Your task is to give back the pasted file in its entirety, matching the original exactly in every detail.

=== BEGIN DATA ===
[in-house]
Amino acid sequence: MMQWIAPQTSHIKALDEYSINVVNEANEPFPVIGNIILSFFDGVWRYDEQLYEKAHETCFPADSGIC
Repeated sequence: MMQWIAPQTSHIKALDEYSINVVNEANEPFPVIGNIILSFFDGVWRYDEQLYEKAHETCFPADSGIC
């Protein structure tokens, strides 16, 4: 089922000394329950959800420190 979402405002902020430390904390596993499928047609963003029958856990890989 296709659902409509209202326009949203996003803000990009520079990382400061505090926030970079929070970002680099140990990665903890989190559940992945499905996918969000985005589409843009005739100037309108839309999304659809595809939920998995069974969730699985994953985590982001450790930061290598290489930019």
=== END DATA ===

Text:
[in-house]
Amino acid sequence: MMQWIAPQTSHIKALDEYSINVVNEANEPFPVIGNIILSFFDGVWRYDEQLYEKAHETCFPADSGIC
Repeated sequence: MMQWIAPQTSHIKALDEYSINVVNEANEPFPVIGNIILSFFDGVWRYDEQLYEKAHETCFPADSGIC
């Protein structure tokens, strides 16, 4: 089922000394329950959800420190 979402405002902020430390904390596993499928047609963003029958856990890989 296709659902409509209202326009949203996003803000990009520079990382400061505090926030970079929070970002680099140990990665903890989190559940992945499905996918969000985005589409843009005739100037309108839309999304659809595809939920998995069974969730699985994953985590982001450790930061290598290489930019």